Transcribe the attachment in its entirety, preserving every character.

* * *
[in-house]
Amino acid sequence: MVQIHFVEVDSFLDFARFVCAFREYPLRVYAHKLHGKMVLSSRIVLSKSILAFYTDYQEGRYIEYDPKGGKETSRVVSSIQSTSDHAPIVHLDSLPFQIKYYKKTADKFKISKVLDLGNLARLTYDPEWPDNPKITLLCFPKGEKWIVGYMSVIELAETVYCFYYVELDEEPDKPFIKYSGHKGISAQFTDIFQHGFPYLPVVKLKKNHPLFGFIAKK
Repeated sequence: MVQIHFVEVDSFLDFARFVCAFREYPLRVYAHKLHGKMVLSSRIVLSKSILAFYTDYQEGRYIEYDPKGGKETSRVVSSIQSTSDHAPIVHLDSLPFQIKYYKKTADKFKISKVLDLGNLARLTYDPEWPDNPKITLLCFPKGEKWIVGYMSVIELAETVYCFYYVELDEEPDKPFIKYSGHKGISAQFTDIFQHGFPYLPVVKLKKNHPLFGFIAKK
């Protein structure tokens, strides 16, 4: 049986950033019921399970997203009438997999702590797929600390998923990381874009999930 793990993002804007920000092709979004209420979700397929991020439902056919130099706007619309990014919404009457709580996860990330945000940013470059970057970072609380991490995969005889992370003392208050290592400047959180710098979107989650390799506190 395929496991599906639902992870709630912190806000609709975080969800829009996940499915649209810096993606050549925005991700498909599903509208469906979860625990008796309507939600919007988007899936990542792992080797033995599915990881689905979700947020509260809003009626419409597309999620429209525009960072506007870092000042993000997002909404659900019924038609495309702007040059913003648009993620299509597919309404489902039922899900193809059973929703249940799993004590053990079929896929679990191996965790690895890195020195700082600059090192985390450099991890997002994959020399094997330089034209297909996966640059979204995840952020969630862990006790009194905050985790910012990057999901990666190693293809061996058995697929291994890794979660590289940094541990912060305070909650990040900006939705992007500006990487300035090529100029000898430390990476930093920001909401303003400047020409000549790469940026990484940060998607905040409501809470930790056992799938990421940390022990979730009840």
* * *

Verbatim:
[in-house]
Amino acid sequence: MVQIHFVEVDSFLDFARFVCAFREYPLRVYAHKLHGKMVLSSRIVLSKSILAFYTDYQEGRYIEYDPKGGKETSRVVSSIQSTSDHAPIVHLDSLPFQIKYYKKTADKFKISKVLDLGNLARLTYDPEWPDNPKITLLCFPKGEKWIVGYMSVIELAETVYCFYYVELDEEPDKPFIKYSGHKGISAQFTDIFQHGFPYLPVVKLKKNHPLFGFIAKK
Repeated sequence: MVQIHFVEVDSFLDFARFVCAFREYPLRVYAHKLHGKMVLSSRIVLSKSILAFYTDYQEGRYIEYDPKGGKETSRVVSSIQSTSDHAPIVHLDSLPFQIKYYKKTADKFKISKVLDLGNLARLTYDPEWPDNPKITLLCFPKGEKWIVGYMSVIELAETVYCFYYVELDEEPDKPFIKYSGHKGISAQFTDIFQHGFPYLPVVKLKKNHPLFGFIAKK
């Protein structure tokens, strides 16, 4: 049986950033019921399970997203009438997999702590797929600390998923990381874009999930 793990993002804007920000092709979004209420979700397929991020439902056919130099706007619309990014919404009457709580996860990330945000940013470059970057970072609380991490995969005889992370003392208050290592400047959180710098979107989650390799506190 395929496991599906639902992870709630912190806000609709975080969800829009996940499915649209810096993606050549925005991700498909599903509208469906979860625990008796309507939600919007988007899936990542792992080797033995599915990881689905979700947020509260809003009626419409597309999620429209525009960072506007870092000042993000997002909404659900019924038609495309702007040059913003648009993620299509597919309404489902039922899900193809059973929703249940799993004590053990079929896929679990191996965790690895890195020195700082600059090192985390450099991890997002994959020399094997330089034209297909996966640059979204995840952020969630862990006790009194905050985790910012990057999901990666190693293809061996058995697929291994890794979660590289940094541990912060305070909650990040900006939705992007500006990487300035090529100029000898430390990476930093920001909401303003400047020409000549790469940026990484940060998607905040409501809470930790056992799938990421940390022990979730009840």